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1865: Robert Cobb Kennedy, Confederate terrorist

Add comment March 25th, 2020 Headsman

Robert Cobb Kennedy, the last Confederate executed by the Union during the U.S. Civil War, was hanged on this date in 1865 as an arsonist.


Harper’s magazine illustration of an arsonist.

Kennedy, a West Point washout from a Louisiana plantation, was part of an ensemble of Confederate agents who attempted to torch New York City on November 25, 1864 — a mission designed to revenge Sherman’s march.

On that Friday evening, the night after Thanksgiving, the eight conspirators fired 13 Gotham hotels as well as theaters, public buildings, and the ludicrous museum of showman P.T. Barnum.* Nineteen fires were started overall, the plotters hoping that their simultaneous flaring would overwhelm the city’s capacity to respond and turn into a general conflagration. Through a combination of good luck, bad arson, and timely informants the various blazes were caught before they could do any real damage.

That couldn’t quite be said of the arsonists, who were all — even Kennedy — able to slip away safely to Canada before they could be caught. Kennedy risked a return trip through Detroit hoping to reach Confederate soil. He didn’t make it.

“Mr. Kennedy is a man of apparently 30 years of age, with an exceedingly unprepossessing countenance,” by the description of the New York Times (Feb. 28, 1865) as he stood trial before a military tribunal.

His head is well shaped, but his brow is lowering, his eyes deep sunken and his look unsteady. Evidently a keen-witted, desperate man, he combines the cunning and the enthusiasm of a fanatic, with the lack of moral principle characteristic of many Southern Hotspurs, whose former college experiences, and most recent hotel-burning plots are somewhat familiar to our readers. Kennedy is well connected at the South, is a relative, a nephew we believe, of Howell Cobb, and was educated at the expense of the United States, at West Point, where he remained two years, leaving at that partial period of study in consequence of mental or physical inability. While there he made the acquaintance of Ex. Brig. Gen. E.W. Stoughton, who courteously proffered his services as counsel for his ancient friend in his present needy hour. During Kennedy’s confinement here, while awaiting trial, he made sundry foolish admissions, wrote several letters which have told against him, and in general did, either intentionally or indiscreetly, many things, which seem to have rendered his conviction almost a matter of entire certainty.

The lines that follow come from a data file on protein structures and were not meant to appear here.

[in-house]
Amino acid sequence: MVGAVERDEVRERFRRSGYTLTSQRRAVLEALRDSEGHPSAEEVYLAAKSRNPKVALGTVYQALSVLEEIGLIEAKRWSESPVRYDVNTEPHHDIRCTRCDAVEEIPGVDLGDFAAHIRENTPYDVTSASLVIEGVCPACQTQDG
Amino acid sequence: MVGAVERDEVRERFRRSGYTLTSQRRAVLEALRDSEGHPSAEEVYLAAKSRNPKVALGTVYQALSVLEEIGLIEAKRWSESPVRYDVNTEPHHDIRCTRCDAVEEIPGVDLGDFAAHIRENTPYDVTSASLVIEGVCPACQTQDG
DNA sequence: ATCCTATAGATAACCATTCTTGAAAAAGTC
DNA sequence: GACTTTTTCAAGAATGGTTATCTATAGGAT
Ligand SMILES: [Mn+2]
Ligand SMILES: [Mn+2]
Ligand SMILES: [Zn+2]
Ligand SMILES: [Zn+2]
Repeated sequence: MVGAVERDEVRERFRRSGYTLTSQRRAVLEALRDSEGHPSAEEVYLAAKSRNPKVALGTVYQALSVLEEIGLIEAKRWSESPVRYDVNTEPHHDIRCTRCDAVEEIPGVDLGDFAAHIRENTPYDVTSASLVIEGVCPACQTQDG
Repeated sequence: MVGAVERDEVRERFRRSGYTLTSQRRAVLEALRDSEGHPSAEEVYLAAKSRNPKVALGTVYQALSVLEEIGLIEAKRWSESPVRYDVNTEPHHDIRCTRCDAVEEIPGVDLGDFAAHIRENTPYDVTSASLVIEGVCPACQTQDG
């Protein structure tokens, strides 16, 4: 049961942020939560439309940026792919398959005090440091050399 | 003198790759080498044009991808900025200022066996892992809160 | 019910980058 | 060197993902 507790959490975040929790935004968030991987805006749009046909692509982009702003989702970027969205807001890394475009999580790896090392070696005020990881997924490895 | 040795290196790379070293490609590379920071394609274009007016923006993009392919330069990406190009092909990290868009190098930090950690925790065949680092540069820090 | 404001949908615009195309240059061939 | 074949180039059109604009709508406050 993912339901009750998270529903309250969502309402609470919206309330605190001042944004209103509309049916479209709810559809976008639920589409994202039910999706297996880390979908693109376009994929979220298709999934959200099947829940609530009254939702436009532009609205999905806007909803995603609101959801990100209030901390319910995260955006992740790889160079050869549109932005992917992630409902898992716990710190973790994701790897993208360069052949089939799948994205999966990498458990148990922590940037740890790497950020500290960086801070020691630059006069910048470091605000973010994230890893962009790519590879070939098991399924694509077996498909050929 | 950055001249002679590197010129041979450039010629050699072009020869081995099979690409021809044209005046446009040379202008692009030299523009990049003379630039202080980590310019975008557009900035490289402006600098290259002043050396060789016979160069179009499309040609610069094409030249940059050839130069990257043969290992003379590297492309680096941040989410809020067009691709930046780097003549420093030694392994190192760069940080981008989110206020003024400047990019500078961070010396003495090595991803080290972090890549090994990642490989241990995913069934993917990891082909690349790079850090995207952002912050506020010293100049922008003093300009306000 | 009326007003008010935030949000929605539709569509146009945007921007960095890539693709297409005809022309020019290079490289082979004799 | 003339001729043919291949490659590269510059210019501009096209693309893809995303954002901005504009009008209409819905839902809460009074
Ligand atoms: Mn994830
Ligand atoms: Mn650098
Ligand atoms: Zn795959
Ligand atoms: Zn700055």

He was hanged at Fort Lafayette, having admitted to setting the fire at Barnum’s museum (“simply a reckless joke … There was no fiendishness about it. The Museum was set on fire by merest accident, after I had been drinking, and just for the fun of a scare”). His was the only life claimed by the Confederate incendiaries.

* This facility was born under a bad star: although it survived the ministrations of Kennedy and friends, it burned to the ground the following July. Barnum put up a successor museum which also burned down, in 1868 — leading the man to pivot into the circus industry where he fixed his name in the firmament.

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Entry Filed under: 19th Century,Arson,Capital Punishment,Confederates,Death Penalty,Execution,Hanged,History,Milestones,New York,Terrorists,USA,Wartime Executions

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1966: Leftists during the Guatemalan Civil War

Add comment March 6th, 2020 Headsman

The declassified CIA cable that follows (original here) captures an extrajudicial execution of leftists during Guatemala’s long dirty war.

The following Guatemalan Communists and terrorists were executed secretly by Guatemalan authorities on the night of 6 March 1966: